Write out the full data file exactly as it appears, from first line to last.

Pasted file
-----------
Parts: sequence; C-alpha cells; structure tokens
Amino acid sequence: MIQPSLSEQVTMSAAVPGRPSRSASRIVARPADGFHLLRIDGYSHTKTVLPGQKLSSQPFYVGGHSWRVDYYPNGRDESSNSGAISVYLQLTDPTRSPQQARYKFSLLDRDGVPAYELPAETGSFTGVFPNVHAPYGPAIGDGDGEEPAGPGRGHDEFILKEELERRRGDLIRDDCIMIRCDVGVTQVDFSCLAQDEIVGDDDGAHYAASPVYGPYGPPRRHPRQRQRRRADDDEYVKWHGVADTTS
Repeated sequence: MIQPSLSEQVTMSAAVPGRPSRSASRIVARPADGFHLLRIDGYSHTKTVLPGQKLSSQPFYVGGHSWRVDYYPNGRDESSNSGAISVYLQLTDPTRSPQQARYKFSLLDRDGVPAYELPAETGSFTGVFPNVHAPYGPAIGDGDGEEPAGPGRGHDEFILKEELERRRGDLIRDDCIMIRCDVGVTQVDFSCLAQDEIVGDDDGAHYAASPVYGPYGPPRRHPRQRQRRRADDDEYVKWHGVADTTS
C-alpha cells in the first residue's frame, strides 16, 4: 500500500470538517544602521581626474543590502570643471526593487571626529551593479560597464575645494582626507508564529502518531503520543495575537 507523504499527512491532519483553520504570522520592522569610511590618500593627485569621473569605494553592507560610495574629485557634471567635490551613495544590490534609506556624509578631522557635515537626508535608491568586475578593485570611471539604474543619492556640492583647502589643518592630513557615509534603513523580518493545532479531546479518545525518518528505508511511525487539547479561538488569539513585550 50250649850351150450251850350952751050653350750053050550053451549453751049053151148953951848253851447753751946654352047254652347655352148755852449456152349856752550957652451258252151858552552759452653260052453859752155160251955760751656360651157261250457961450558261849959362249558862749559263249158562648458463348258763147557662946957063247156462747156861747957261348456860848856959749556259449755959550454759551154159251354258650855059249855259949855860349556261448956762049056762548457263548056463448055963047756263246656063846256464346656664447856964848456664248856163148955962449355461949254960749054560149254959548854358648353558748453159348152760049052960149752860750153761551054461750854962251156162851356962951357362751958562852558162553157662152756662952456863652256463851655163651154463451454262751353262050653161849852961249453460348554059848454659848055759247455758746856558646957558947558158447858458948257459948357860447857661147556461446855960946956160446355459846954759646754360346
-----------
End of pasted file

Parts: sequence; C-alpha cells; structure tokens
Amino acid sequence: MIQPSLSEQVTMSAAVPGRPSRSASRIVARPADGFHLLRIDGYSHTKTVLPGQKLSSQPFYVGGHSWRVDYYPNGRDESSNSGAISVYLQLTDPTRSPQQARYKFSLLDRDGVPAYELPAETGSFTGVFPNVHAPYGPAIGDGDGEEPAGPGRGHDEFILKEELERRRGDLIRDDCIMIRCDVGVTQVDFSCLAQDEIVGDDDGAHYAASPVYGPYGPPRRHPRQRQRRRADDDEYVKWHGVADTTS
Repeated sequence: MIQPSLSEQVTMSAAVPGRPSRSASRIVARPADGFHLLRIDGYSHTKTVLPGQKLSSQPFYVGGHSWRVDYYPNGRDESSNSGAISVYLQLTDPTRSPQQARYKFSLLDRDGVPAYELPAETGSFTGVFPNVHAPYGPAIGDGDGEEPAGPGRGHDEFILKEELERRRGDLIRDDCIMIRCDVGVTQVDFSCLAQDEIVGDDDGAHYAASPVYGPYGPPRRHPRQRQRRRADDDEYVKWHGVADTTS
C-alpha cells in the first residue's frame, strides 16, 4: 500500500470538517544602521581626474543590502570643471526593487571626529551593479560597464575645494582626507508564529502518531503520543495575537 507523504499527512491532519483553520504570522520592522569610511590618500593627485569621473569605494553592507560610495574629485557634471567635490551613495544590490534609506556624509578631522557635515537626508535608491568586475578593485570611471539604474543619492556640492583647502589643518592630513557615509534603513523580518493545532479531546479518545525518518528505508511511525487539547479561538488569539513585550 50250649850351150450251850350952751050653350750053050550053451549453751049053151148953951848253851447753751946654352047254652347655352148755852449456152349856752550957652451258252151858552552759452653260052453859752155160251955760751656360651157261250457961450558261849959362249558862749559263249158562648458463348258763147557662946957063247156462747156861747957261348456860848856959749556259449755959550454759551154159251354258650855059249855259949855860349556261448956762049056762548457263548056463448055963047756263246656063846256464346656664447856964848456664248856163148955962449355461949254960749054560149254959548854358648353558748453159348152760049052960149752860750153761551054461750854962251156162851356962951357362751958562852558162553157662152756662952456863652256463851655163651154463451454262751353262050653161849852961249453460348554059848454659848055759247455758746856558646957558947558158447858458948257459948357860447857661147556461446855960946956160446355459846954759646754360346